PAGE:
Najwa Binshatwan: It’s Time for Libyan Writers to Prove Themselves

Following her writing residency in Durham, England, Libyan novelist Najwa Binshatwan answered a few questions about Libya, her writing, and her relationship with her readers:

Binshatwan is a Libyan academic, short-story writer and novelist whose work has been published in the Beirut39 anthology as well as Banthology, published this year. Her novel The Slaves’ Pens was shortlisted for the 2017 International Prize for Arabic Fiction, and she was Banipal magazine’s 2018 writer-in-residence.

By Hend Saeed

You recently were the Banipal writer-in-residence at St. Aidan’s College in Durham. How did that work out?

Najwa Binshatwan: I spent the three months writing and reading. It was isolation I very much needed, as I’m always writing in the hubbub. My isolation there was complete, such that the harsh winter weather helped me to seclude myself even more, and thus full-time reading and writing and eventually ended the fellowship with two books: one of my stories and the other a novel.

Your novel Slaves’ Pens was shortlisted for International Prize for Arabic Fiction (IPAF) in 2017. Did that add to your responsibilities as a writer? Did that help in reaching wider readers in the Arab world?

NB: Yes, this adds to my responsibilities. The spread of the novel creates reader, and from one point of view, this is very encouraging, and from another it is scary. The writer must write as they want, and I am worried that readers are expecting what they want from me, what they want to hear from me. Often, readers tell me I should write about one subject or another, and I don’t like this sort of relationship, where readers approach the writer as though they’re a machine or a mythical creature.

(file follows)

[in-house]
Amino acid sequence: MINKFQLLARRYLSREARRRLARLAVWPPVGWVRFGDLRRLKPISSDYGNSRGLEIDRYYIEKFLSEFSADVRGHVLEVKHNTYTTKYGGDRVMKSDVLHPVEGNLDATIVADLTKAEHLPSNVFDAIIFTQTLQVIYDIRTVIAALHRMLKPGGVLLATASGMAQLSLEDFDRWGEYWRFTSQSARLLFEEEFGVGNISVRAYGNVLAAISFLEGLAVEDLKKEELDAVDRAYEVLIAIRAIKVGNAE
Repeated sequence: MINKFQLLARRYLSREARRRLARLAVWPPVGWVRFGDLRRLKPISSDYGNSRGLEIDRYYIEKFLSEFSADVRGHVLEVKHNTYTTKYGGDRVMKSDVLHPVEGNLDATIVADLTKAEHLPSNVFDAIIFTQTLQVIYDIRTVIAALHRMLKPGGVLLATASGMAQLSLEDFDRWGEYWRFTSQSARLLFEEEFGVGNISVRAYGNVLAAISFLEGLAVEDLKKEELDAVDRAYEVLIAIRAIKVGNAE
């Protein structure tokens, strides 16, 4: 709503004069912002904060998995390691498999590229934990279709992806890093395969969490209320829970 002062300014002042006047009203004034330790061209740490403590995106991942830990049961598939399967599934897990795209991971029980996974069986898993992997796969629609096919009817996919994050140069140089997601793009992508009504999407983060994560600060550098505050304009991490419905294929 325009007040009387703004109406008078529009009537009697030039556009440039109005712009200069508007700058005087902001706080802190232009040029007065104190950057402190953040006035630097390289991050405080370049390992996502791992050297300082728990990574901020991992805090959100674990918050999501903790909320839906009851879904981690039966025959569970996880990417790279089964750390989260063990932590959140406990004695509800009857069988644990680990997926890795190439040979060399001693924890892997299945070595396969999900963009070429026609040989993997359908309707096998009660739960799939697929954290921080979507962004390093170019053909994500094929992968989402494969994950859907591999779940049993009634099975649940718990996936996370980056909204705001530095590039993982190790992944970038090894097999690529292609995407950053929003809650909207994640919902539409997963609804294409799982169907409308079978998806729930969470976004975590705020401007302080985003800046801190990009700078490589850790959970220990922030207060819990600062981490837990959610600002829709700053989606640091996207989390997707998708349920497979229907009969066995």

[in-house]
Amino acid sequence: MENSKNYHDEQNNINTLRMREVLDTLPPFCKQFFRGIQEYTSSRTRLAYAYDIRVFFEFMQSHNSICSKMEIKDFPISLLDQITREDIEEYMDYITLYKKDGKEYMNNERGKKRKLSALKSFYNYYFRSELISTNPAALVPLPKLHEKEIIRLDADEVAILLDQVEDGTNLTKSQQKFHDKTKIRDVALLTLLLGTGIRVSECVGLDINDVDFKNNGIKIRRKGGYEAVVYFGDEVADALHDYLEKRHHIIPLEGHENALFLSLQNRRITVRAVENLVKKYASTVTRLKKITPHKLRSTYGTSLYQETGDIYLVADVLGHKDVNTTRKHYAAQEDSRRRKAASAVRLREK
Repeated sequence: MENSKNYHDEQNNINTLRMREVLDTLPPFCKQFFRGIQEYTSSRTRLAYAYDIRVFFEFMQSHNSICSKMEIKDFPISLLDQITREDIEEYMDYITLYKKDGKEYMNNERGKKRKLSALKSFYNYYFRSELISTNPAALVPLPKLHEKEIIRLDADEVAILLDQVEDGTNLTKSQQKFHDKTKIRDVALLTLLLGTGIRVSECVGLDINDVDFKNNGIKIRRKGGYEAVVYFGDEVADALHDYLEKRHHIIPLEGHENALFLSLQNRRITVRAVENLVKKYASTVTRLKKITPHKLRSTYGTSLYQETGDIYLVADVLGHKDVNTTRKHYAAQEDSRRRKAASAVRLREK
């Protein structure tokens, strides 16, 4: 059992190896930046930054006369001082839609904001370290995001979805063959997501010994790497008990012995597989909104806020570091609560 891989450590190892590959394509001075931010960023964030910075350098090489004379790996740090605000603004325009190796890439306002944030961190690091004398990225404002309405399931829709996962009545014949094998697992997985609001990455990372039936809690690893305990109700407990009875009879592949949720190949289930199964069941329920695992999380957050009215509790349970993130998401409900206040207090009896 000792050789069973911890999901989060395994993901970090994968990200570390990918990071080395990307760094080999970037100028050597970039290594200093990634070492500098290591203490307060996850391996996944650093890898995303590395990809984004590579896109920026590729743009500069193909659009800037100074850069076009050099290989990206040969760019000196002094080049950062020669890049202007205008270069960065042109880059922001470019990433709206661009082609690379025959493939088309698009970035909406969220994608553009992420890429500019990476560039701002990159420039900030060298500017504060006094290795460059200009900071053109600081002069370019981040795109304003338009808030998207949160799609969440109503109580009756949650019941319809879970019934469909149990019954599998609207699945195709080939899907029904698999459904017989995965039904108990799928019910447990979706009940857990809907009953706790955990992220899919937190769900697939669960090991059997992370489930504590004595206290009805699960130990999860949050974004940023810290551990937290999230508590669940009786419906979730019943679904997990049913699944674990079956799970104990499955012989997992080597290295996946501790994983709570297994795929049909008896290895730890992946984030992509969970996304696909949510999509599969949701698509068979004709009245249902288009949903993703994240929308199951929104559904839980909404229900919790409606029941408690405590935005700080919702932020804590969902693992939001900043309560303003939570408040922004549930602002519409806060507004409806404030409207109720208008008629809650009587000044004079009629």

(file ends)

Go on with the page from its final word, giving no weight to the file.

Where do you see the Libyan literature now in the world? Has it changed in the last decade, for better or worse?

NB: I think that the Libyan author has always complained about the absence of freedom of speech and the controls on printing. But now this space is enlarged, and writers should write to prove themselves and to prove that asking for freedom wasn’t only about complaining, something to hide behind because they can’t be creative.

Are you working on a new book? Can you tell us about it?

NB: Yes, I finished a new novel, it is a different experience, writing about a Western community, which isn’t my community, through an immigrant girl who went from Eastern to Western Europe, and how she passes her days, and what happened when she left a socialist community for a capitalist one, and the many changes she saw.

I also finished a short-story collections, mostly strange and fantastical events that took place during the Libyan civil war. A collection of short stories like Picasso’s “Guernica.”

Short stories:

On Banipal: His Excellency the Eminence of the Void, tr. Suneela Mubayi

On Banipal: Run, George!, tr. Ouissal Harize


Video with English subtitles: Najwa Binshatwan – نجوى بن شتوان – International Prize For Arabic Fiction: 2017 Shortlist

Video in Arabic: Najwa Binshatwan | Day 1 | ADIBF 2017

About Her: Interview with Roula Allam

Qantara: An Interview with Valentina Viene

IPAF: An interview with International Prize for Arabic Fiction organizers